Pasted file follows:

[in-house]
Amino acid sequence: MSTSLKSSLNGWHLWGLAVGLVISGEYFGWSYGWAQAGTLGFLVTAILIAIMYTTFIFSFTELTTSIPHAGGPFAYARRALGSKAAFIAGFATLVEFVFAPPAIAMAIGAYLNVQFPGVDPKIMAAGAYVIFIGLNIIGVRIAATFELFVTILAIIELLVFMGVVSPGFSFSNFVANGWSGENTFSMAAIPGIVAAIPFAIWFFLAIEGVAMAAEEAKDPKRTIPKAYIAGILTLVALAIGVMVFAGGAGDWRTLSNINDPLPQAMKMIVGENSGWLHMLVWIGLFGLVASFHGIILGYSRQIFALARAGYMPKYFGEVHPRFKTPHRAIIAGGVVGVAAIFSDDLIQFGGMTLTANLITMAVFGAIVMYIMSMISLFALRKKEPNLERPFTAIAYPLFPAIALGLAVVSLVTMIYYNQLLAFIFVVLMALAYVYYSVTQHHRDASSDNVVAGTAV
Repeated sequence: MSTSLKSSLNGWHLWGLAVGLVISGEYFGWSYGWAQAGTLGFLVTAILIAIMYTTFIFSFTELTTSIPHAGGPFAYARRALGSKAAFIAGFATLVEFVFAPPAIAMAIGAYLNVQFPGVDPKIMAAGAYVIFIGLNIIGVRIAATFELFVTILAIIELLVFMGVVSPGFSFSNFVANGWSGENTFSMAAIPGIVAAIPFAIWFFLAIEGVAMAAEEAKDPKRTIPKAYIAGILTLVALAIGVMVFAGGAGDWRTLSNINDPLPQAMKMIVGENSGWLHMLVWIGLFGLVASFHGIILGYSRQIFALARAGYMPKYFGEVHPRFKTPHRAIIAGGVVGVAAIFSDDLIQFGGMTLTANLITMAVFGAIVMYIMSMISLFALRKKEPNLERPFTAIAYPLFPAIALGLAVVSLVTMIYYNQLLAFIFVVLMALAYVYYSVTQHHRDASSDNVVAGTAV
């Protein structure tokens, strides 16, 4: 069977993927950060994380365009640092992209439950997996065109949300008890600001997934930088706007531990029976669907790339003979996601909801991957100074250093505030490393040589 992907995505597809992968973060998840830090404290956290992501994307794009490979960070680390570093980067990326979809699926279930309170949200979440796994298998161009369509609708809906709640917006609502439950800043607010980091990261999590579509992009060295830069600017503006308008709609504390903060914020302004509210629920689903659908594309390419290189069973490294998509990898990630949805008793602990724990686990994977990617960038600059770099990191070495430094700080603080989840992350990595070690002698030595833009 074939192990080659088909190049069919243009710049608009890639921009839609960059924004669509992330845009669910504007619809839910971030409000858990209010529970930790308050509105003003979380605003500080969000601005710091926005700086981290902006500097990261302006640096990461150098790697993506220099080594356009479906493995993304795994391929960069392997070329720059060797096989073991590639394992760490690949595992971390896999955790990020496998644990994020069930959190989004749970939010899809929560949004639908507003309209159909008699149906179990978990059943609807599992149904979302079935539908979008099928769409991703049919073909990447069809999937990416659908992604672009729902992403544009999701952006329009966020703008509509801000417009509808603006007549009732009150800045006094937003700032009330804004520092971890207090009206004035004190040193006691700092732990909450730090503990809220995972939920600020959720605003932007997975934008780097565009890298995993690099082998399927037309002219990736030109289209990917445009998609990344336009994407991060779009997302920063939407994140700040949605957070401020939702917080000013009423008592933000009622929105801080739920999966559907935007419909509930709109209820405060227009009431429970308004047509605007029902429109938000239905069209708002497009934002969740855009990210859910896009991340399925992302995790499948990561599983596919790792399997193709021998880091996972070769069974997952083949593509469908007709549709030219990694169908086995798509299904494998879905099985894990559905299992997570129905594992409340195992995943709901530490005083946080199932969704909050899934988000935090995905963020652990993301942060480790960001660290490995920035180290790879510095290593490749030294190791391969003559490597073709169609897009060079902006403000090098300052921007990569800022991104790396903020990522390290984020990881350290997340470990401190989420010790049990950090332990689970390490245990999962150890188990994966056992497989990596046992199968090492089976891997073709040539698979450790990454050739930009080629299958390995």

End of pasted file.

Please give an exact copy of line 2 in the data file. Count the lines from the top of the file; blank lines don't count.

Amino acid sequence: MSTSLKSSLNGWHLWGLAVGLVISGEYFGWSYGWAQAGTLGFLVTAILIAIMYTTFIFSFTELTTSIPHAGGPFAYARRALGSKAAFIAGFATLVEFVFAPPAIAMAIGAYLNVQFPGVDPKIMAAGAYVIFIGLNIIGVRIAATFELFVTILAIIELLVFMGVVSPGFSFSNFVANGWSGENTFSMAAIPGIVAAIPFAIWFFLAIEGVAMAAEEAKDPKRTIPKAYIAGILTLVALAIGVMVFAGGAGDWRTLSNINDPLPQAMKMIVGENSGWLHMLVWIGLFGLVASFHGIILGYSRQIFALARAGYMPKYFGEVHPRFKTPHRAIIAGGVVGVAAIFSDDLIQFGGMTLTANLITMAVFGAIVMYIMSMISLFALRKKEPNLERPFTAIAYPLFPAIALGLAVVSLVTMIYYNQLLAFIFVVLMALAYVYYSVTQHHRDASSDNVVAGTAV